Treasure of the Month
“Such a library as ours would not only contain books and current periodicals,
but there would be…articles of historic, scientific, and artistic interest.”
~ Frank C. Patten, Head Librarian of Rosenberg Library, 1904 – 1934
The Library accepted its first museum piece shortly after it opened in 1904. Since then, thousands of rare and interesting objects from around the world have been added to the collection. Displayed in these pages are the Library’s “Treasures of the Month.”
This month, Rosenberg Library will exhibit a souvenir box of the first nails produced in January 1928 by the Galveston-based manufacturing company Texas Nail and Wire. The nails will be displayed on the library’s second floor near the east entrance.
Chartered in November 1927, Texas Nail and Wire Company operated a state-of-the-art factory adjacent to the Galveston port. The sprawling plant was located along Harborside Drive between Piers 16 and 18, and the firm employed sixty (60) workers. Texas Nail and Wire was a subsidiary of Black Hardware (founded in 1910) and was managed by John L. Somers.The fairy-tale dioramas were eventually placed in storage when the library was remodeled and a new children’s department opened on the first floor of the Moody Memorial wing in 1971. The 1975 death of beloved librarian Emma Lee prompted a group of library volunteers to embark on a project to restore one of the dioramas they had enjoyed so much as children. Margie Evans, Gloria Adriance, and Margaret Ritter cleaned, repaired, and refurbished the Goldilocks and the Three Bears diorama. It was displayed in the children’s department for others to enjoy as much as they had in their youth.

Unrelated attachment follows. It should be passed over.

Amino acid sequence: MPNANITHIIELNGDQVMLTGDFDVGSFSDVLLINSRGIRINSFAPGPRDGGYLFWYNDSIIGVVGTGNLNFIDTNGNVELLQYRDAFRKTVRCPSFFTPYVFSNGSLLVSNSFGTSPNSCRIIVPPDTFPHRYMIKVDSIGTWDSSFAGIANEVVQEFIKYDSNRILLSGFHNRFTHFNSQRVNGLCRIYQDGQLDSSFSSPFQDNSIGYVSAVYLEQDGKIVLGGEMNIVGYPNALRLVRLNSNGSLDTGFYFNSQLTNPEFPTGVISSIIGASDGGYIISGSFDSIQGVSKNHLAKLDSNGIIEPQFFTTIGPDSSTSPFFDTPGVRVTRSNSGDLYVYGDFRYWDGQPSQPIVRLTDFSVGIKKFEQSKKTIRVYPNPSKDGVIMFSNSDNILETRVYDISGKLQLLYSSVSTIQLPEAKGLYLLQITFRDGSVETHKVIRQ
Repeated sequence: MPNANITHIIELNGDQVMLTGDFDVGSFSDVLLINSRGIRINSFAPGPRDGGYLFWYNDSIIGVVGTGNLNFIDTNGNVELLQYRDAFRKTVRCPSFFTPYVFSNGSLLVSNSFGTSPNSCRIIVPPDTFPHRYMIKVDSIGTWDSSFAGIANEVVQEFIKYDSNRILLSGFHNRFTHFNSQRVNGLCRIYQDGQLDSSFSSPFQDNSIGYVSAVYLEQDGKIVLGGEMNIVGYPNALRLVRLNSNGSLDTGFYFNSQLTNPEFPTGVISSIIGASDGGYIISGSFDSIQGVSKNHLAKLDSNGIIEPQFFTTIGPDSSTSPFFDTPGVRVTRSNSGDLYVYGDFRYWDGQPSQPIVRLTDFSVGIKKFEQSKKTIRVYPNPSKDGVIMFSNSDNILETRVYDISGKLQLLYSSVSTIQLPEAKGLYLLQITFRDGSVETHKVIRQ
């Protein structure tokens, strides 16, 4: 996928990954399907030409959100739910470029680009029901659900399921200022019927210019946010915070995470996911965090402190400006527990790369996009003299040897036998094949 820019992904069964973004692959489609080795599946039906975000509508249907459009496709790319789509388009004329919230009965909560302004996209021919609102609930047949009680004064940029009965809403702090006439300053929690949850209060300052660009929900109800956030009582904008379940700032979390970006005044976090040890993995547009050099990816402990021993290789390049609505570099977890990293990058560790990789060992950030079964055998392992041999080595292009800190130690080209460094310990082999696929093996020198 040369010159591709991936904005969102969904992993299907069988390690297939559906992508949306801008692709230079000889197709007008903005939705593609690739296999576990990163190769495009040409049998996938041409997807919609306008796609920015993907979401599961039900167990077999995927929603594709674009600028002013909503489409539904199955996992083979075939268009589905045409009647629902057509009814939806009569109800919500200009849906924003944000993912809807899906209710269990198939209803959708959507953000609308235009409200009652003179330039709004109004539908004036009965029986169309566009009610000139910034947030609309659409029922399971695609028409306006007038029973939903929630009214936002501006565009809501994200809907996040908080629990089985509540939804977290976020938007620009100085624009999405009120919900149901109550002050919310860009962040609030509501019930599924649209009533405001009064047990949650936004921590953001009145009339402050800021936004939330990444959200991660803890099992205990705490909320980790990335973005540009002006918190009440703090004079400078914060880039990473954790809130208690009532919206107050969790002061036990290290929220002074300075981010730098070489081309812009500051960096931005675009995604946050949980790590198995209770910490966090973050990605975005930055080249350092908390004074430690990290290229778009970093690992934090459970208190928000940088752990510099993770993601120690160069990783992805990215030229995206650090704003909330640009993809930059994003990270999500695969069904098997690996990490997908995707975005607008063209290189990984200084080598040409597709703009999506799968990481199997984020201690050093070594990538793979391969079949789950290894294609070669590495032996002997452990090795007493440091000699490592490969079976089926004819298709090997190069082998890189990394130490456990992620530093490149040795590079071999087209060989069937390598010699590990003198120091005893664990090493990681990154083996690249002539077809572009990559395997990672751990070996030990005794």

Between 1790 and 1810, various nail-making machines were introduced in the United States, and hand-forged nails were eventually replaced by machine-made types. Texas Nail and Wire produced nails using soft iron called “rod” made by Bethlehem Steel Company and shipped from Pennsylvania to Galveston. The plant was equipped with sixty (60) nail-making machines, each of which could produce nails of various shapes and sizes. On average, each machine could generate several hundred nails per minute. In addition to nails, Texas Nail and Wire produced iron spikes for industrial use as well barbed wire for fencing.
Every week, several tons of nails were produced in Galveston. It was the only manufacturing plant of its type in the region, with the closest similar factory located approximately seven (700) hundred miles away in Birmingham, AL.
In 1945, the Illinois-based Dickson Weatherproof Nail Company assumed ownership of Texas Nail and Wire. Dickson continued to produce nails in Galveston until its closure during the 1970s. The plant was razed in 1975.The Treasure of the Month is located on the Library’s historic second floor near the East Entrance. It can be viewed during regular library hours, 9:00 a.m. to 5:45 p.m. Monday through Saturday. For more information, please contact the Museum Office at (409) 763 – 8854 ext. 125.